Why 'Angels' can be the Best Investors for Startups

Last Updated May 27, 2010 12:23 PM EDT

Clarence, the most famous movie angel ever, helped George Bailey save his bank in It's a Wonderful Life. Turns out angels continue to help small-business people to this day.

In a new Harvard Business School working paper with a rather formidable title, The Consequences of Entrepreneurial Finance: A Regression Discontinuity Analysis, researchers demonstrate that companies that receive angel financing are more likely to survive and thrive than those relying on money from elsewhere.

And the reason is not all about the cash.

Who are these green angels? Most often they are investing groups comprised of high-worth individuals, many who were entrepreneurs themselves. They come together at regular intervals to consider business plans pitched by aspiring entrepreneurs. If they as a group or subgroup decide to back the plan, the angels become very involved with the start-up as advisers, network builders and mentors.

Companies lucky enough to attract angel financiers on average do better than those who use other types of financiers, according to the research by William R. Kerr and Josh Lerner of HBS and Antoinette Schoar of MIT.

  • Angel-funded firms are significantly more likely to survive at least four years and to raise additional financing outside the angel group.
  • Angel-funded firms are also more likely to show improved venture performance and growth as measured through growth in Web site traffic and Web site rankings. The improvement gains typically range between 30 and 50 percent.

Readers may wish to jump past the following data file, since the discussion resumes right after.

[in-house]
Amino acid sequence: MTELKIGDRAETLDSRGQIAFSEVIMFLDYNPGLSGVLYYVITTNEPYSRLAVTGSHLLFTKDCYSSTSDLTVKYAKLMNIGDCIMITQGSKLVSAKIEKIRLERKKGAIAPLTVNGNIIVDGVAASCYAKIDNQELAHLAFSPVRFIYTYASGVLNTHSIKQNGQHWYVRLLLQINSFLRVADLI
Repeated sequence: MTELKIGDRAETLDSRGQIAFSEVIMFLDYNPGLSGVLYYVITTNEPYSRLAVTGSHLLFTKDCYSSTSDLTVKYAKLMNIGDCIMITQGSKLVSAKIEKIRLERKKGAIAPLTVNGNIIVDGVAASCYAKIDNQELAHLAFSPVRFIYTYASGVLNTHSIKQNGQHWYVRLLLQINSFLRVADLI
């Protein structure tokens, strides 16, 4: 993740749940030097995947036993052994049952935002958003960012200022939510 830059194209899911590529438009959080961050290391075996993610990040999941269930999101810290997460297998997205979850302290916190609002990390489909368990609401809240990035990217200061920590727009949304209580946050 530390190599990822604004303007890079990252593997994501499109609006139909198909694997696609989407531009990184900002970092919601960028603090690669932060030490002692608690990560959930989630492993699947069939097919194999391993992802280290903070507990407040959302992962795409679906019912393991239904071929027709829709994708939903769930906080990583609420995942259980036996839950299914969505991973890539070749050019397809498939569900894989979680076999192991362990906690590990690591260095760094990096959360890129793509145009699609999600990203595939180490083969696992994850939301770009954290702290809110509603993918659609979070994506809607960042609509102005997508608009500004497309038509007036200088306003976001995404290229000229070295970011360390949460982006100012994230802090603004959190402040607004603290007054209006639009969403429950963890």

• Investment success is highly predicated by the interest level of angels during the entrepreneur's initial presentation and by the angels' subsequent due diligence.
And while the money is great, the biggest benefit to entrepreneurs is the sharing of knowledge and wisdom, the researchers say.
"Our results suggest that some of the ofter features, such as their mentoring or business contacts, may help new ventures the most."
Do you have experience with an angel investment group? Perhaps you are an angel yourself. Share your experience with us.

If you are in need of an angel, and aren't we all, the Angel Capital Association Web site is a good place to start.

(Angel image by SunEye, CC 2.0)

  • Sean Silverthorne

    Sean Silverthorne is the editor of HBS Working Knowledge, which provides a first look at the research and ideas of Harvard Business School faculty. Working Knowledge, which won a Webby award in 2007, currently records 4 million unique visitors a year. He has been with HBS since 2001.

    Silverthorne has 28 years experience in print and online journalism. Before arriving at HBS, he was a senior editor at CNET and executive editor of ZDNET News. While at At Ziff-Davis, Silverthorne also worked on the daily technology TV show The Site, and was a senior editor at PC Week Inside, which chronicled the business of the technology industry. He has held several reporting and editing roles on a variety of newspapers, and was Investor Business Daily's first journalist based in Silicon Valley.